Sunday, March 15, 2009

Aimless Reading: The C's, Part 5 (Albert Camus)

The Stranger
Originally uploaded by Michael_Kelleher
Camus, Albert
The Stranger

One summer in college I decided I wanted to try my hand at being a writer, so I went home and spent 3 months in my parents basement reading, writing and playing guitar (and smoking like a chimney, natch). I didn't have a great sense of what to read, so I just started reading all the novels I hadn't read in high school -- Steinbeck, Hemingway, Camus, Salinger, Richard Wright. I think I read something like 50 novels that summer, which at least made me feel I had "caught up" on what I had missed in high school. That is also how I came to own my brother's copy of this book. Since he went to the same high school, he had all the same books I was supposed to have read (he had read them, being, as he was, a much more diligent student than I) on his shelf, so I just read what was there.

I've always preferred philosophical literary works, whether poetry or plays or novels, to other kinds, and I think The Stranger was my introduction to this kind of book. It may not be a desert island favorite, but it's certainly been an important book for me. Here's a passage I underlined:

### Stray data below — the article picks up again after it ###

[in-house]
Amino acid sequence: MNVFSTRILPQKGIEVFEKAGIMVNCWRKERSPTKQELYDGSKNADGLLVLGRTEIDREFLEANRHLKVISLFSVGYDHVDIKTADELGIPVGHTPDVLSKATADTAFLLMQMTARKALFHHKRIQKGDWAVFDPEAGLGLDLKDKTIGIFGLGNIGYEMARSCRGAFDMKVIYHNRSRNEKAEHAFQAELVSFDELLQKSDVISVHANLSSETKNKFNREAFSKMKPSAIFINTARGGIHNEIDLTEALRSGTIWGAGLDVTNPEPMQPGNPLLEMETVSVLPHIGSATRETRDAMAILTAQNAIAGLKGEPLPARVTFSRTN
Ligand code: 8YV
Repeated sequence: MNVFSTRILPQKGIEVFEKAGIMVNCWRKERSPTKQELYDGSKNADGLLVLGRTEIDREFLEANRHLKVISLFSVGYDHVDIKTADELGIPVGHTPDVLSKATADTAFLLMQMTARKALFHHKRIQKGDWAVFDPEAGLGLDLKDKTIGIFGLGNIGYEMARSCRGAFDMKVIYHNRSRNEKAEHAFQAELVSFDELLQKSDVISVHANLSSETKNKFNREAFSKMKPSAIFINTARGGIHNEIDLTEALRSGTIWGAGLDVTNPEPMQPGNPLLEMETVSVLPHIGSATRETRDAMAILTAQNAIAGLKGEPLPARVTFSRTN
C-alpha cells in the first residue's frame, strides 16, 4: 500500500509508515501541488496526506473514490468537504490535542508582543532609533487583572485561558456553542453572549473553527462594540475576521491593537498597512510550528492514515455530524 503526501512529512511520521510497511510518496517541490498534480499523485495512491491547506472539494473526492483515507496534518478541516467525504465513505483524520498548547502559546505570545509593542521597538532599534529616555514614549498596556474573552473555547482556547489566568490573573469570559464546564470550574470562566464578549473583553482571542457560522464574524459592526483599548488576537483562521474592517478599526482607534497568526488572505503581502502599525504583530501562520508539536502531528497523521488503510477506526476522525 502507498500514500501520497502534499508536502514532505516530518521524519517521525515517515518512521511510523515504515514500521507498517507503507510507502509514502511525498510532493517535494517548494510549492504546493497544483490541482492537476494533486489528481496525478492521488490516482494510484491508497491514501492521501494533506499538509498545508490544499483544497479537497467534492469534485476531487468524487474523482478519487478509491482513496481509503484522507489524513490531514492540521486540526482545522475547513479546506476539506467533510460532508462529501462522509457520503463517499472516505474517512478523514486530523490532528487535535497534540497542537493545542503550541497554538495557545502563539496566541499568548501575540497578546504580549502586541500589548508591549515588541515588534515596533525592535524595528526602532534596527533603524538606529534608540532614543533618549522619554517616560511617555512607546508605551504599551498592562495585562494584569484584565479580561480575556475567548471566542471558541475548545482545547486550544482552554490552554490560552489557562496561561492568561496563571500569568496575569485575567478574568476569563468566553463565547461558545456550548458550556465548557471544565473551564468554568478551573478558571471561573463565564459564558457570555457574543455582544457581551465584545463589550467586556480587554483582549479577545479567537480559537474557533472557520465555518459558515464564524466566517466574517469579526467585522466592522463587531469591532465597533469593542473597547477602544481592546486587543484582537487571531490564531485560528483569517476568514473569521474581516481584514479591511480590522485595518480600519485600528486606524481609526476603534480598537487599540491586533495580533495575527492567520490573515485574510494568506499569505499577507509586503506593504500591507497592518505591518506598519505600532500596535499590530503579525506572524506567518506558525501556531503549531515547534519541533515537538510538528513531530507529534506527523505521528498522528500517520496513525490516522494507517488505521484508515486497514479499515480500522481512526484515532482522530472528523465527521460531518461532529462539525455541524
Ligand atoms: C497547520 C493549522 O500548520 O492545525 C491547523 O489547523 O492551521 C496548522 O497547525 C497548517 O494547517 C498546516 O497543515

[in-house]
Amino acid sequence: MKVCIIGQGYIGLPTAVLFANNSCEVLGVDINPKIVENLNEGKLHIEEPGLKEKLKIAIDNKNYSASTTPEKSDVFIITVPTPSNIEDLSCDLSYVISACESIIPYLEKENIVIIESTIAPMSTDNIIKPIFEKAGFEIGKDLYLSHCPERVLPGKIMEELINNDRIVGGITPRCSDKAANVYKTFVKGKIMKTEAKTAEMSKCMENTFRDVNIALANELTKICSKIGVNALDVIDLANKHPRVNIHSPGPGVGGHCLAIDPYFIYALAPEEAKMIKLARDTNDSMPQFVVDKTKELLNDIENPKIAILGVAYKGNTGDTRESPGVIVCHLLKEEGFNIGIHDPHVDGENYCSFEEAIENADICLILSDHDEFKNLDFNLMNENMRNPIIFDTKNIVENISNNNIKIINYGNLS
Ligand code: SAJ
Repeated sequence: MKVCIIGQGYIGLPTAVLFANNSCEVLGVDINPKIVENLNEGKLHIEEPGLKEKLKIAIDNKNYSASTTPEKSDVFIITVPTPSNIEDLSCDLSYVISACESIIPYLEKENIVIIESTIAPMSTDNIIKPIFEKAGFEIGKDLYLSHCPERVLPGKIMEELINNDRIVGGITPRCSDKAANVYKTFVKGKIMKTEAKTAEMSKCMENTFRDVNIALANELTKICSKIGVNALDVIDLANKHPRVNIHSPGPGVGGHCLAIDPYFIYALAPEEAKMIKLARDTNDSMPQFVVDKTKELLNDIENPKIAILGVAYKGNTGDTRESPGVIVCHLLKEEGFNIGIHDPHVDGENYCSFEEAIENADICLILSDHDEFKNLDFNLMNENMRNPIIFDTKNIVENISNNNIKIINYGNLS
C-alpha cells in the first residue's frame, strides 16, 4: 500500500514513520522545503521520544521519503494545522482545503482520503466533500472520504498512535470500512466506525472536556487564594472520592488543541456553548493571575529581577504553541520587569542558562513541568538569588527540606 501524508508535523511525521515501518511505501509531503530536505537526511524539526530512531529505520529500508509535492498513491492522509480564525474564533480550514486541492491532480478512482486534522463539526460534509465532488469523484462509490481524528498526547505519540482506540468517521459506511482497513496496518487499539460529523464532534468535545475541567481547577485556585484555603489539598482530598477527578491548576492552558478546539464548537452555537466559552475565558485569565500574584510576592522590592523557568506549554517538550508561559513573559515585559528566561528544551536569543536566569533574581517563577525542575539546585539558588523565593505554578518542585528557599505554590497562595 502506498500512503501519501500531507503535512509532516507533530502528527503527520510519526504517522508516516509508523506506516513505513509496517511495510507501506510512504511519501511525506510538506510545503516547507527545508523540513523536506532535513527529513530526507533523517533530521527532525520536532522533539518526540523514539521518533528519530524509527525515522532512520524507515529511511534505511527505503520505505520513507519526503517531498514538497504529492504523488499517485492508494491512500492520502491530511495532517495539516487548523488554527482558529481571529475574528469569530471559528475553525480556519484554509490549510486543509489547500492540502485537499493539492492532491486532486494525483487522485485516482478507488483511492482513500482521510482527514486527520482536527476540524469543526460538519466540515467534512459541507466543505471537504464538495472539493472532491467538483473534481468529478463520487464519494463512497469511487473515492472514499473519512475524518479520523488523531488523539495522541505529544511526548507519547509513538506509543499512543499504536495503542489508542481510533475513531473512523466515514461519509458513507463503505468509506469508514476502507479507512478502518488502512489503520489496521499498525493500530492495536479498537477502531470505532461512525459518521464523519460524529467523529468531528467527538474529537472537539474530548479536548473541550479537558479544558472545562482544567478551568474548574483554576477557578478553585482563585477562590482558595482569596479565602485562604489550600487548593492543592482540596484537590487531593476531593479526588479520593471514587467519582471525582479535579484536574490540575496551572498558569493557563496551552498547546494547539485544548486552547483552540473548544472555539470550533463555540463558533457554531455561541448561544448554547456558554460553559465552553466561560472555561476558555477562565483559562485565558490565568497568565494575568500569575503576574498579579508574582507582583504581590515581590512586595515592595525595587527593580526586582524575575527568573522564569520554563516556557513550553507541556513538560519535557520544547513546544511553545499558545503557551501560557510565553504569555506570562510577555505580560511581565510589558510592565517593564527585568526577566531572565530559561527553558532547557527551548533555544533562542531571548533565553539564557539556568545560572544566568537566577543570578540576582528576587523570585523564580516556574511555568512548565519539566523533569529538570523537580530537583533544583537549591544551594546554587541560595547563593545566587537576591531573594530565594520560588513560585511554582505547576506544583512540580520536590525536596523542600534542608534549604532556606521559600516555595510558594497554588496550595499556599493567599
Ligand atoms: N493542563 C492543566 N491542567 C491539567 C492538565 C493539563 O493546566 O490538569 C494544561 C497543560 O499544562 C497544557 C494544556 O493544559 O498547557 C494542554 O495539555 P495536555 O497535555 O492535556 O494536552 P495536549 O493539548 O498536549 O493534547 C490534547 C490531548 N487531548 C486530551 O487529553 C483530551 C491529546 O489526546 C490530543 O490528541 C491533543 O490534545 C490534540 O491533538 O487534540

I remembered a story Mother used to tell me about my father. I never set eyes on him. Perhaps the only things I really knew about him were what Mother had told me. One of these was that he’d gone to see a murderer executed. The mere thought of it turned his stomach. But he’d seen it through and, on coming home, was violently sick. At the time, I found my father’s conduct rather disgusting. But now I understood; it was so natural. How had I failed to recognize that nothing was more important than an execution; that, viewed from one angle, it’s the only thing that can genuinely interest a man? And I decided that, if ever I got out of jail, I’d attend every execution that took place. I was unwise, no doubt, even to consider this possibility. For, the moment I’d pictured myself in freedom, standing behind a double rank of policemen—on the right side of the line, so to speak—the mere thought of being an onlooker who comes to see the show, and can go home and vomit afterward, flooded my mind with a wild, absurd exultation. It was a stupid thing to let my imagination run away with me like that; a moment later I had a shivering fit and had to wrap myself closely in my blanket. But my teeth went on chattering; nothing would stop them.

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